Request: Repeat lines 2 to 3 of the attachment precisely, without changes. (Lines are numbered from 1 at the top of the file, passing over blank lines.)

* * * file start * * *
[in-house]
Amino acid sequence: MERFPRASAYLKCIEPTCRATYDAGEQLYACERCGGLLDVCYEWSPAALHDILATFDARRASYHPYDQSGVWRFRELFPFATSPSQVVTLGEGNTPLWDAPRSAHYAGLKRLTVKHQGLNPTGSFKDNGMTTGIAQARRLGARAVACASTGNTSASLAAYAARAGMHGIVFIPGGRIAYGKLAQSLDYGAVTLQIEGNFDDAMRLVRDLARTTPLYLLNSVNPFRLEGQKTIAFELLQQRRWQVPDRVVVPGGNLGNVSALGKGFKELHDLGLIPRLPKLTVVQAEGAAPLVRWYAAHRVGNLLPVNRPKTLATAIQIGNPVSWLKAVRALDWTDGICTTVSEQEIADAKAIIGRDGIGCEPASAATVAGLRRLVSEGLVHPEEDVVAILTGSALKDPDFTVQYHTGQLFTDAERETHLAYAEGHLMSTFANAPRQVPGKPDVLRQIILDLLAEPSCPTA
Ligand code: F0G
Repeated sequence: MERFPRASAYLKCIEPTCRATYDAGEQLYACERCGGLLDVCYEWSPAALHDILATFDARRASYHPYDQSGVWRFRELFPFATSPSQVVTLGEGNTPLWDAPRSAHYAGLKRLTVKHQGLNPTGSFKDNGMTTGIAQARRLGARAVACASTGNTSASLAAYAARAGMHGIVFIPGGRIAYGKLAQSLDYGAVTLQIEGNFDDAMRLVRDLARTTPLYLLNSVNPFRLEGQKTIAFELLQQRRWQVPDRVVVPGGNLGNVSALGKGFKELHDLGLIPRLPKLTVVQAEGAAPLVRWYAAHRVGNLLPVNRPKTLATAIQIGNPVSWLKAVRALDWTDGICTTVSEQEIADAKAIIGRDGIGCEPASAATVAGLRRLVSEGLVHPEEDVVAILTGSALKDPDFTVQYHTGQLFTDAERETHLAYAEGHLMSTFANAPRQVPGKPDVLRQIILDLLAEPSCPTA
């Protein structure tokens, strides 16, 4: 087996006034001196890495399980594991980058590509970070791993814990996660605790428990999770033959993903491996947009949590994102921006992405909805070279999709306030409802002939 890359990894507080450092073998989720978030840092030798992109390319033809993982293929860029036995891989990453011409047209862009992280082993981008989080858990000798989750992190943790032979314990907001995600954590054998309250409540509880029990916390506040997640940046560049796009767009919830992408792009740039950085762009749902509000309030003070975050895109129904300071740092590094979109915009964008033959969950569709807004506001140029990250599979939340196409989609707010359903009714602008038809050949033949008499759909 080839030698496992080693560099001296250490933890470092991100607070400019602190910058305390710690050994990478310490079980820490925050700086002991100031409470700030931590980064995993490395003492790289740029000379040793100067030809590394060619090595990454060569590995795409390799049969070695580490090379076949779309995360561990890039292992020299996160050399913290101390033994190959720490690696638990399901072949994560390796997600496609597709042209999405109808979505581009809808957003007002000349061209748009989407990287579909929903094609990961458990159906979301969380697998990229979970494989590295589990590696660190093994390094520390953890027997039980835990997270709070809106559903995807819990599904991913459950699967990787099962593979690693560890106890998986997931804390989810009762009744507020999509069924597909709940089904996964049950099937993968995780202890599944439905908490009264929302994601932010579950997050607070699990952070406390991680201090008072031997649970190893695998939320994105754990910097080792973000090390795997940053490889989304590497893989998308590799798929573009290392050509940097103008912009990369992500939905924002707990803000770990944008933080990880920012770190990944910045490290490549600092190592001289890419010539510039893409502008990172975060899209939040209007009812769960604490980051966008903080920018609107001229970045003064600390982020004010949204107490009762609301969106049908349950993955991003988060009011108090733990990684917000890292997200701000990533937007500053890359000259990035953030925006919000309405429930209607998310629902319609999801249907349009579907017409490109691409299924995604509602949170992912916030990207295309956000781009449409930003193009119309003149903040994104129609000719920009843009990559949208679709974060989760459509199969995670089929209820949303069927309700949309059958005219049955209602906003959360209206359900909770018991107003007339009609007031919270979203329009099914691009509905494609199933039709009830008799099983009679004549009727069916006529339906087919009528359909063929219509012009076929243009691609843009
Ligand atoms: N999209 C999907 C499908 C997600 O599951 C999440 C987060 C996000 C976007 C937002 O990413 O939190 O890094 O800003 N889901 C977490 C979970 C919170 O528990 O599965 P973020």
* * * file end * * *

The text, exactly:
Amino acid sequence: MERFPRASAYLKCIEPTCRATYDAGEQLYACERCGGLLDVCYEWSPAALHDILATFDARRASYHPYDQSGVWRFRELFPFATSPSQVVTLGEGNTPLWDAPRSAHYAGLKRLTVKHQGLNPTGSFKDNGMTTGIAQARRLGARAVACASTGNTSASLAAYAARAGMHGIVFIPGGRIAYGKLAQSLDYGAVTLQIEGNFDDAMRLVRDLARTTPLYLLNSVNPFRLEGQKTIAFELLQQRRWQVPDRVVVPGGNLGNVSALGKGFKELHDLGLIPRLPKLTVVQAEGAAPLVRWYAAHRVGNLLPVNRPKTLATAIQIGNPVSWLKAVRALDWTDGICTTVSEQEIADAKAIIGRDGIGCEPASAATVAGLRRLVSEGLVHPEEDVVAILTGSALKDPDFTVQYHTGQLFTDAERETHLAYAEGHLMSTFANAPRQVPGKPDVLRQIILDLLAEPSCPTA
Ligand code: F0G